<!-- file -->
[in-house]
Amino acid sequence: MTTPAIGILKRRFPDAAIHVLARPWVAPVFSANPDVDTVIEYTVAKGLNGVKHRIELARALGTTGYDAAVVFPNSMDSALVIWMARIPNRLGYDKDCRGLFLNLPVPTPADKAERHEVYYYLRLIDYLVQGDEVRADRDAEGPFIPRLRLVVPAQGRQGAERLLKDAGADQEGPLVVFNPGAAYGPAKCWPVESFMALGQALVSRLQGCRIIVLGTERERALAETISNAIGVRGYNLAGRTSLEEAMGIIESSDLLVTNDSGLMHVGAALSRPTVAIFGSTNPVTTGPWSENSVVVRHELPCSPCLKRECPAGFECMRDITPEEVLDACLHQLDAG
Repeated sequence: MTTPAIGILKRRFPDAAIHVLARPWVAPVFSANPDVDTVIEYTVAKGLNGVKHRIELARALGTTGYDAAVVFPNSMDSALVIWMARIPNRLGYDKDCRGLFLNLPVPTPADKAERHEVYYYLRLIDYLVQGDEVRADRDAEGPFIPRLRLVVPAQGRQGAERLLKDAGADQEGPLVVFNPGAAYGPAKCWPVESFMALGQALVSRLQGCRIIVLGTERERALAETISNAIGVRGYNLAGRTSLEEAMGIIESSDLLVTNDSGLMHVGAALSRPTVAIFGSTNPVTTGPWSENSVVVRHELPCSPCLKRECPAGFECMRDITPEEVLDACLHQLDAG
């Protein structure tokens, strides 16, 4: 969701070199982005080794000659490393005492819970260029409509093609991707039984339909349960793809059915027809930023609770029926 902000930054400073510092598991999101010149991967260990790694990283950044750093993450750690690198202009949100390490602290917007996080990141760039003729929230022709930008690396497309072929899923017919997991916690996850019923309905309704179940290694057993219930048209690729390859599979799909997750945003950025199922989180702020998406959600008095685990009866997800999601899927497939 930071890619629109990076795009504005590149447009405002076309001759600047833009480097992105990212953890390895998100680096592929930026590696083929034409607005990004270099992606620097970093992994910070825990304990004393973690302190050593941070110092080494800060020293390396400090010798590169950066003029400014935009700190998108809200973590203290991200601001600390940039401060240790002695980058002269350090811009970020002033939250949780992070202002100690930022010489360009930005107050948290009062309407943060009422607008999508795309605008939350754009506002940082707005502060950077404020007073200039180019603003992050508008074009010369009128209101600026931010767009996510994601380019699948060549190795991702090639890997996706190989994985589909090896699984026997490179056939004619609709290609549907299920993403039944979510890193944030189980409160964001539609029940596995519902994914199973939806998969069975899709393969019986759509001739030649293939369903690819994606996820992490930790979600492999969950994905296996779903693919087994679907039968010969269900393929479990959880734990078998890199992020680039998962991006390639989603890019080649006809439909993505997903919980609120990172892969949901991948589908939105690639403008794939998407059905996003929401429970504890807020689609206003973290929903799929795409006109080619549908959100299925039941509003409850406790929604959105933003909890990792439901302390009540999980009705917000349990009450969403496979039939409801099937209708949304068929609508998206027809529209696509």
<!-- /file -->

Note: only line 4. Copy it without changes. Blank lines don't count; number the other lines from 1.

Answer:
């Protein structure tokens, strides 16, 4: 969701070199982005080794000659490393005492819970260029409509093609991707039984339909349960793809059915027809930023609770029926 902000930054400073510092598991999101010149991967260990790694990283950044750093993450750690690198202009949100390490602290917007996080990141760039003729929230022709930008690396497309072929899923017919997991916690996850019923309905309704179940290694057993219930048209690729390859599979799909997750945003950025199922989180702020998406959600008095685990009866997800999601899927497939 930071890619629109990076795009504005590149447009405002076309001759600047833009480097992105990212953890390895998100680096592929930026590696083929034409607005990004270099992606620097970093992994910070825990304990004393973690302190050593941070110092080494800060020293390396400090010798590169950066003029400014935009700190998108809200973590203290991200601001600390940039401060240790002695980058002269350090811009970020002033939250949780992070202002100690930022010489360009930005107050948290009062309407943060009422607008999508795309605008939350754009506002940082707005502060950077404020007073200039180019603003992050508008074009010369009128209101600026931010767009996510994601380019699948060549190795991702090639890997996706190989994985589909090896699984026997490179056939004619609709290609549907299920993403039944979510890193944030189980409160964001539609029940596995519902994914199973939806998969069975899709393969019986759509001739030649293939369903690819994606996820992490930790979600492999969950994905296996779903693919087994679907039968010969269900393929479990959880734990078998890199992020680039998962991006390639989603890019080649006809439909993505997903919980609120990172892969949901991948589908939105690639403008794939998407059905996003929401429970504890807020689609206003973290929903799929795409006109080619549908959100299925039941509003409850406790929604959105933003909890990792439901302390009540999980009705917000349990009450969403496979039939409801099937209708949304068929609508998206027809529209696509």